PayPal bails on Facebook immediately after becoming first foreign payment company in China; betting on China’s digital coin over Libra?
Just four days after PayPal announced it became the first foreign company to acquire a payments licence in China, it ditched the Facebook Libra consortium it was in. The Libra Association is composed of Facebook and 27 other companies and organizations, which includes PayPal’s rival Stripe.
Two days before PayPal bailed, The Wall Street Journal reported that Visa, Mastercard and other members of the consortium, were also “reconsidering their involvement following a backlash from U.S. and European government officials”.
PayPal’s vote in favor of Chinese communism?
Government regulation is the biggest stumbling block for Libra. A CNBC article that broke the PayPal withdrawal news said that Federal Reserve Chairman Jerome Powell raised “serious concerns regarding privacy, money laundering, consumer protection, financial stability” and that Maxine Waters, Chairwoman of the U.S. House Committee on Financial Services, said that Congress would “move aggressively” on the Libra issue so that it can be stopped until they “get a handle on this”.
In contrast, shortly after Facebook announced Libra, China sped up its own plans to issue a central bank backed digital currency, which is now “almost ready for launch”. Given Libra’s current troubles, China’s digital currency could become the first in the world.
“We look forward to partnering with China’s financial institutions and technology platforms, providing a more comprehensive set of payment solutions to businesses and consumers, both in China and globally.”
— Dan Schulman, President and CEO of PayPal
In the last four decades of economic reform, one of China’s biggest advantage has been its ability to implement market reforms and force conformance within the private industry.
Indeed, besides mobile wallets, China’s brand of government controlled capitalist economy has resulted in the only domestic payments network — UnionPay, that can rival Mastercard and Visa. This, combined with its massive consumer base, also makes it the only country that could possibly challenge the US and western financial institutions for dominance in global e-commerce and online payments.
Is China using PayPal to dominate digital currencies?
PayPal is the most significant western player in the online payments space. The only market it has never succeeded in penetrating is China, where Alipay (Alibaba) and WeChat Pay (Tencents) still rules in e-commerce. No doubt the blocking of entry to western players — who had a much earlier head start —helped the ascendance of local ones.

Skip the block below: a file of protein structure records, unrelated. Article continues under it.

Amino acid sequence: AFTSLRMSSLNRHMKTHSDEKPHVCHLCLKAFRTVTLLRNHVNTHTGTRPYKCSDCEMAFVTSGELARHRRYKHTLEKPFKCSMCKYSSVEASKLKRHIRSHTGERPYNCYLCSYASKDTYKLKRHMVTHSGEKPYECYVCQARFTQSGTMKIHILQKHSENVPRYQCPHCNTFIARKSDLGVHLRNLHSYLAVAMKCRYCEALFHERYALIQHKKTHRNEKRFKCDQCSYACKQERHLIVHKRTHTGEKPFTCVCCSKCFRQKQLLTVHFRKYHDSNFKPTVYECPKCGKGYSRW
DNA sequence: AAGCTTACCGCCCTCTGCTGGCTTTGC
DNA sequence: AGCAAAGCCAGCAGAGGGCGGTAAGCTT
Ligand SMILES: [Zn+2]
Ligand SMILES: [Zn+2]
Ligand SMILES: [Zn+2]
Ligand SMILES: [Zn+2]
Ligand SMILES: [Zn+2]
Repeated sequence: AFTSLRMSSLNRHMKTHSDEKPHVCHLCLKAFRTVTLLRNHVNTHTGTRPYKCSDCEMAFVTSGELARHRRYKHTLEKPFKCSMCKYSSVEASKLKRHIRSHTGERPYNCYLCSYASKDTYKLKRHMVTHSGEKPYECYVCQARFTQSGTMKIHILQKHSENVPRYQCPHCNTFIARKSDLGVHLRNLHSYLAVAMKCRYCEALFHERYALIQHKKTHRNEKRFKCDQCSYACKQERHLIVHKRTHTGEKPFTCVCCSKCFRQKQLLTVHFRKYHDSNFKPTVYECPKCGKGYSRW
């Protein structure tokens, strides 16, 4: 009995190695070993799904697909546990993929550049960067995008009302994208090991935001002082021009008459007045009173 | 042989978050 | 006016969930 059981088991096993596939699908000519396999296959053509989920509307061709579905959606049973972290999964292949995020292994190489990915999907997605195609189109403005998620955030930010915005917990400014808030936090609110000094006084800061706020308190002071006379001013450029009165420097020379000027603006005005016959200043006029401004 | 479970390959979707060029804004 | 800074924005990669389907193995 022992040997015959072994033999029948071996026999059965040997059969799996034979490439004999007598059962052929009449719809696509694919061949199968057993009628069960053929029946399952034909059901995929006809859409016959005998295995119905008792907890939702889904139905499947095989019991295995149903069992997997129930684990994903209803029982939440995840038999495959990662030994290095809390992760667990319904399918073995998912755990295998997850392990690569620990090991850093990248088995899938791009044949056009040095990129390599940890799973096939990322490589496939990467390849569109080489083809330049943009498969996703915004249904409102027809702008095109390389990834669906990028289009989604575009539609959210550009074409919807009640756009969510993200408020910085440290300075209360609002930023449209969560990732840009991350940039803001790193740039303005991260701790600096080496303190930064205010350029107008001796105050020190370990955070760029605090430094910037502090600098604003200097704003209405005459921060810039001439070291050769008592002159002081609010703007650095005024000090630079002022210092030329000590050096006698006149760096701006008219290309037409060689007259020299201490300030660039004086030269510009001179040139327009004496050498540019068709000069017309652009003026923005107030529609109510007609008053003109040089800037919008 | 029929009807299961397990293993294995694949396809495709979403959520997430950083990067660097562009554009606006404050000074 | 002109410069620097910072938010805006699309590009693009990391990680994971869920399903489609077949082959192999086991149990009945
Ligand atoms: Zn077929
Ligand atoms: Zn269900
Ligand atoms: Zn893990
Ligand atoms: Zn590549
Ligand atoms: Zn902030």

Now that has changed. The number one western player is being let in; barely four months after Libra was announced. And immediately after being given access, PayPal ditches Facebook.
I smell a pact made at the China/PayPal bargaining table.
According to a recent China Daily article, “In terms of the cross-border usage, it could be a challenge for other countries’ monetary authorities to accept (the) Chinese central bank digital currency.”
Allowing PayPal’s entry into the Chinese payments ecosystem could be a strategic move to use it to bridge this gap.
Perhaps…the great Libra abortion?
Facebook has always wanted to create the ability for its users to transact easily on its instant messaging and social apps — Facebook Messenger, WhatsApp and Instagram.
This will not only create user stickiness, but more importantly, a new source of massive revenue at a time when scandals over data privacy was damaging its ability to capitalize on advertising — its key revenue source.
Creating Libra, its own digital currency, would have been the answer to frictionless and cheap online payments for its platforms. But the baby is in danger of miscarriage.
According to The Wall Street Journal, Visa Chief Executive Al Kelly said at the company’s earnings conference call in July, “No one has yet officially joined.” She was referring to the Libra Association.
The article also said some of Libra’s backers have “declined Facebook’s requests to publicly support the project...”
It is unclear how many of the initial Libra Association members ultimately will commit to the network. So far, association members have signed nonbinding letters of intent, and they haven’t yet handed over the $10 million that Facebook requested from each member to fund the creation of the digital coin.
Looks like Facebook’s attempt to become the world’s biggest central bank could be a dream killed at conception.